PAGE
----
Happy Thanksgiving, friend! What are you doing for Thanksgiving this year? If you are anything like me, your plans have changed several times and may change again before Thursday! With all the uncertainty and chaos that are part of pandemic living, trying to find a way to connect with our loved ones is very, very challenging!
The truth is that things don’t always go as planned, but the impact of that is never felt more than during the holiday season. It is during these times that we realize that good health goes far beyond the physical. Our social connections have a great influence on our level of overall physical and mental/emotional well-being.
When plans fall apart during the holiday season, it’s important to remember that maintaining relationships is more important than maintaining traditions!
This Thanksgiving may feel a bit overwhelming as we are focused on not only the food, but on creative ways to stay connected.
In the spirit of Thanksgiving that is focused on sharing and giving thanks, I’d like to share with you my “go to” Thanksgiving food solution for when things don’t go as expected - Thanksgiving in a Pan! This recipe was a lifesaver on the Thanksgiving that our plans fell apart due to a family crisis. This simple recipe allowed us to celebrate and stay connected while still enjoying some of the traditional flavors of Thanksgiving, but in a very efficient way.
Thanksgiving in a Pan is easy to make for yourself and easy to deliver to loved ones who you may not be able to see face to face this year. The recipe contains many Thanksgiving favorites, such as: turkey, stuffing, cranberries, sweet potatoes, and green beans. All you need is a can of gravy and you have a great Thanksgiving meal.
Thanksgiving in a Pan is both simple and efficient, leaving you with the necessary time and energy to think of some creative ways of staying connected whether that be by Zoom, a socially distanced visit, or a phone call or letter.
Thanksgiving in a Pan
Source: adapted from https://www.gimmesomeoven.com/thanksgiving-casserole/
2 tablespoons olive oil
1 small white onion, peeled and diced
1 large, sweet potato, peeled, thinly sliced, and diced
2 cups chopped fresh green beans (about 4 ounces), ends trimmed off
6 cloves garlic, peeled and minced
3 stalks celery, diced
fine sea salt and freshly cracked black pepper
6 cups of stuffing bread cubes
1 pound diced cooked turkey
2/3 cup dried cranberries
1/4 cup finely chopped fresh herbs (such as rosemary, thyme, sage, etc.)
2 cups chicken or vegetable stock
Turkey gravy (canned or homemade)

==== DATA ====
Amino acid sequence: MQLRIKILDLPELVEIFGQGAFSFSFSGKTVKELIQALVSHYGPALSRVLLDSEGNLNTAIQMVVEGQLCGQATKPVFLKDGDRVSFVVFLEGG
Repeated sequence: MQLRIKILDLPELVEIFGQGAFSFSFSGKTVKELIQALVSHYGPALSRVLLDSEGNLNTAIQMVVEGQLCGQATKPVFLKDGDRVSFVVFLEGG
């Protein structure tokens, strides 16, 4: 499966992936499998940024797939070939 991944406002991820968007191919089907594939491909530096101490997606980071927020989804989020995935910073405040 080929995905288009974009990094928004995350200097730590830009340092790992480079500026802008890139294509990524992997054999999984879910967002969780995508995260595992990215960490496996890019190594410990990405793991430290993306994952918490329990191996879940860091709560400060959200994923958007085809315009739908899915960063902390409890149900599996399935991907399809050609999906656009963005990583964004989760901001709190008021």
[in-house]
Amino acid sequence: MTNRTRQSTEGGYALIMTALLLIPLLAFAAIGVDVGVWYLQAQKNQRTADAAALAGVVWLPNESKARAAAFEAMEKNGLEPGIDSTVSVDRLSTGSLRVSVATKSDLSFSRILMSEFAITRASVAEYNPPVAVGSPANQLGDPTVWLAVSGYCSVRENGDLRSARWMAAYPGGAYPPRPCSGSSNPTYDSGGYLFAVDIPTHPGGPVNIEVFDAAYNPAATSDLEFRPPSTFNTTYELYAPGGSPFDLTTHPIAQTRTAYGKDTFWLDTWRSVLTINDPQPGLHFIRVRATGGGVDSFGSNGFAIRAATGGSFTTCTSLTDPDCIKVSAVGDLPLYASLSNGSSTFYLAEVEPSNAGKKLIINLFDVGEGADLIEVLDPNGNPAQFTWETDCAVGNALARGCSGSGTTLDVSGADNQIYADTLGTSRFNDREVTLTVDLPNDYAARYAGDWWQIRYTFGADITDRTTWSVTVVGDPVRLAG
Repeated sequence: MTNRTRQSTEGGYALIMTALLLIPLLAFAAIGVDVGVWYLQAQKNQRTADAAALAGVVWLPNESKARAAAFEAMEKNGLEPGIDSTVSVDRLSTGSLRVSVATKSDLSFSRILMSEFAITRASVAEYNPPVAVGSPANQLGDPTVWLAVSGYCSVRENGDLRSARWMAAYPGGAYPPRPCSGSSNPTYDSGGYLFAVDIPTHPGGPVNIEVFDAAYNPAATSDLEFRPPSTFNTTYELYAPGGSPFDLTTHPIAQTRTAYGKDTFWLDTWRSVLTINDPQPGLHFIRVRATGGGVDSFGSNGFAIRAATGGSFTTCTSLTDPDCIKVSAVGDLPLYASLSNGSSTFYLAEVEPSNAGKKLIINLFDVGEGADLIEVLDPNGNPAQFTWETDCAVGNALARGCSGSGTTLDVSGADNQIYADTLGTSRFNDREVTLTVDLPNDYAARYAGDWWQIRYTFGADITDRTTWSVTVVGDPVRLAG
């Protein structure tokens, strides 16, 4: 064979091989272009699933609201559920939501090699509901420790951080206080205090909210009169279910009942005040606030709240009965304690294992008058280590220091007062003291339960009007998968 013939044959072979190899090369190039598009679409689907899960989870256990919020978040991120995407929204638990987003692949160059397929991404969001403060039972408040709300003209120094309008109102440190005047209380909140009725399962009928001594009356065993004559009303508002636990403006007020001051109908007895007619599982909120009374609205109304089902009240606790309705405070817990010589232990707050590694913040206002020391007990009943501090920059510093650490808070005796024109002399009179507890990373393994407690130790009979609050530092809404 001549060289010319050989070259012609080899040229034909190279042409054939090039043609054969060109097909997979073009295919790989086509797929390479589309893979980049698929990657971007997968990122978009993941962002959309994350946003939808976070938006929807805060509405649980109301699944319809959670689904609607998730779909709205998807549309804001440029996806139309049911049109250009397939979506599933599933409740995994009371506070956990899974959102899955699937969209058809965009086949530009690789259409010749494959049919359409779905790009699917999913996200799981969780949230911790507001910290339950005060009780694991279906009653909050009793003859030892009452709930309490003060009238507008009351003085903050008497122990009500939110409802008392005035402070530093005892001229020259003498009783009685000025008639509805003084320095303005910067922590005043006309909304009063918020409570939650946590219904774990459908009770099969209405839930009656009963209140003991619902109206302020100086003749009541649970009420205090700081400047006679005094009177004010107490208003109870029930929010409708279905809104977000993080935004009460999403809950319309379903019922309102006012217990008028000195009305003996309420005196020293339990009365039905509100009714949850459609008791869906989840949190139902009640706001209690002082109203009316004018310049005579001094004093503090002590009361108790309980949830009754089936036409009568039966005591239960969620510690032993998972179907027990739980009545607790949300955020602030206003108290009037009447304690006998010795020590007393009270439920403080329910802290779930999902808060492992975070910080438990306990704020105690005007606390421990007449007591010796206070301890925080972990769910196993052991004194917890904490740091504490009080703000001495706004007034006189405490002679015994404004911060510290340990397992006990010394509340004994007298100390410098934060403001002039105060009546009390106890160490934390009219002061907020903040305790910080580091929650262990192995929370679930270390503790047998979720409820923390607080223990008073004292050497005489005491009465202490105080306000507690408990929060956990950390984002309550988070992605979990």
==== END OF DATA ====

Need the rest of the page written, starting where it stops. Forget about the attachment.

Optional: chopped toasted nuts, for sprinkling (such as pecans or walnuts)
1. Heat the oven to 350°F. Mist a 9 x 13-inch baking dish with cooking spray.
2. Heat oil over medium-high heat in a large non-stick sauté pan. Add the onion and sweet potato and sauté for 5 to 7 minutes, stirring occasionally, until the sweet potato is mostly softened. Add the green beans, garlic, celery, and season the mixture with a few generous pinches of salt and pepper. Sauté for 2 to 3 more minutes, stirring occasionally, until the garlic is fragrant.
3. Transfer the cooked veggies to a large mixing bowl. Add in the stuffing cubes, cooked turkey, dried cranberries, and fresh herbs. In a separate bowl, briefly whisk together the stock and eggs, then pour the mixture into the large mixing bowl. Very gently, use a spatula to toss the mixture until it is evenly combined. Transfer it to the 9 x 13-inch baking dish and spread the casserole out in an even layer.
4. Bake the casserole uncovered for 40 to 45 minutes, or until it is cooked through and the top is nice and golden (if the top turns too brown, gently lay a layer of aluminum foil on top of the casserole until it is done baking.)
5. Remove the dish from the oven and top with turkey gravy. Sprinkle with chopped nuts, if desired. Serve warm, drizzling each individual serving with extra gravy, and enjoy!
About the author:
Ginger Hill is a Christian wellness speaker, coach and consultant and the founder of Good Health for Good Works where she helps the earnest, but often exhausted, workers in Christian organizations to take steps toward healthier living so they can fulfill their organization's mission with energy, excellence and endurance.
Psalm 92:12,14 (NLT)
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